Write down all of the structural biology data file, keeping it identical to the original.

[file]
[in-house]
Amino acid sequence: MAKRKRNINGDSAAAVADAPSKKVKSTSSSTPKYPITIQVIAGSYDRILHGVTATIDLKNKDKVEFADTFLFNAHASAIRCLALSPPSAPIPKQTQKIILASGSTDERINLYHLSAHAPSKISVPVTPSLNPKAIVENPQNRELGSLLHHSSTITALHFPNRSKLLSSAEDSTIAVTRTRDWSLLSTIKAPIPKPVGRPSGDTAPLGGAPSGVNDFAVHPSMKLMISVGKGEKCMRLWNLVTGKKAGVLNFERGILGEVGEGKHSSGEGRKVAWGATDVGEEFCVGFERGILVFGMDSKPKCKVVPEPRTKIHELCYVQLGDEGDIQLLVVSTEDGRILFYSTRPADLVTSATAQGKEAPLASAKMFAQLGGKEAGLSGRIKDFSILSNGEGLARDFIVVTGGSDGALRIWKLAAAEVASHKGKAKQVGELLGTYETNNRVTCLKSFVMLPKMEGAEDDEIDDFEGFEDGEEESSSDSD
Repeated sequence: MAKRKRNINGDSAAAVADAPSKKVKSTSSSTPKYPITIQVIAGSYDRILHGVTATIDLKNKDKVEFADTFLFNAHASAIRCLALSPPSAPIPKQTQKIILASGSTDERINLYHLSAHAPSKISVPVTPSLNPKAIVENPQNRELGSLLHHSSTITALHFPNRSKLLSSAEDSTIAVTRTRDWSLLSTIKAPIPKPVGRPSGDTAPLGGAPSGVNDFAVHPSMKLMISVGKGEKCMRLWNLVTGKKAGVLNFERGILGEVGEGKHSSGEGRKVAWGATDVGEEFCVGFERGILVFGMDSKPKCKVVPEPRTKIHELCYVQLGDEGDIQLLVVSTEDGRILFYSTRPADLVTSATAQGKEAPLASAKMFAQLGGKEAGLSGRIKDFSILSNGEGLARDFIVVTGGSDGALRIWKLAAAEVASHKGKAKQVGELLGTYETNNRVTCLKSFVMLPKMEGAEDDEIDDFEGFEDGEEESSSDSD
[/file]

[in-house]
Amino acid sequence: MAKRKRNINGDSAAAVADAPSKKVKSTSSSTPKYPITIQVIAGSYDRILHGVTATIDLKNKDKVEFADTFLFNAHASAIRCLALSPPSAPIPKQTQKIILASGSTDERINLYHLSAHAPSKISVPVTPSLNPKAIVENPQNRELGSLLHHSSTITALHFPNRSKLLSSAEDSTIAVTRTRDWSLLSTIKAPIPKPVGRPSGDTAPLGGAPSGVNDFAVHPSMKLMISVGKGEKCMRLWNLVTGKKAGVLNFERGILGEVGEGKHSSGEGRKVAWGATDVGEEFCVGFERGILVFGMDSKPKCKVVPEPRTKIHELCYVQLGDEGDIQLLVVSTEDGRILFYSTRPADLVTSATAQGKEAPLASAKMFAQLGGKEAGLSGRIKDFSILSNGEGLARDFIVVTGGSDGALRIWKLAAAEVASHKGKAKQVGELLGTYETNNRVTCLKSFVMLPKMEGAEDDEIDDFEGFEDGEEESSSDSD
Repeated sequence: MAKRKRNINGDSAAAVADAPSKKVKSTSSSTPKYPITIQVIAGSYDRILHGVTATIDLKNKDKVEFADTFLFNAHASAIRCLALSPPSAPIPKQTQKIILASGSTDERINLYHLSAHAPSKISVPVTPSLNPKAIVENPQNRELGSLLHHSSTITALHFPNRSKLLSSAEDSTIAVTRTRDWSLLSTIKAPIPKPVGRPSGDTAPLGGAPSGVNDFAVHPSMKLMISVGKGEKCMRLWNLVTGKKAGVLNFERGILGEVGEGKHSSGEGRKVAWGATDVGEEFCVGFERGILVFGMDSKPKCKVVPEPRTKIHELCYVQLGDEGDIQLLVVSTEDGRILFYSTRPADLVTSATAQGKEAPLASAKMFAQLGGKEAGLSGRIKDFSILSNGEGLARDFIVVTGGSDGALRIWKLAAAEVASHKGKAKQVGELLGTYETNNRVTCLKSFVMLPKMEGAEDDEIDDFEGFEDGEEESSSDSD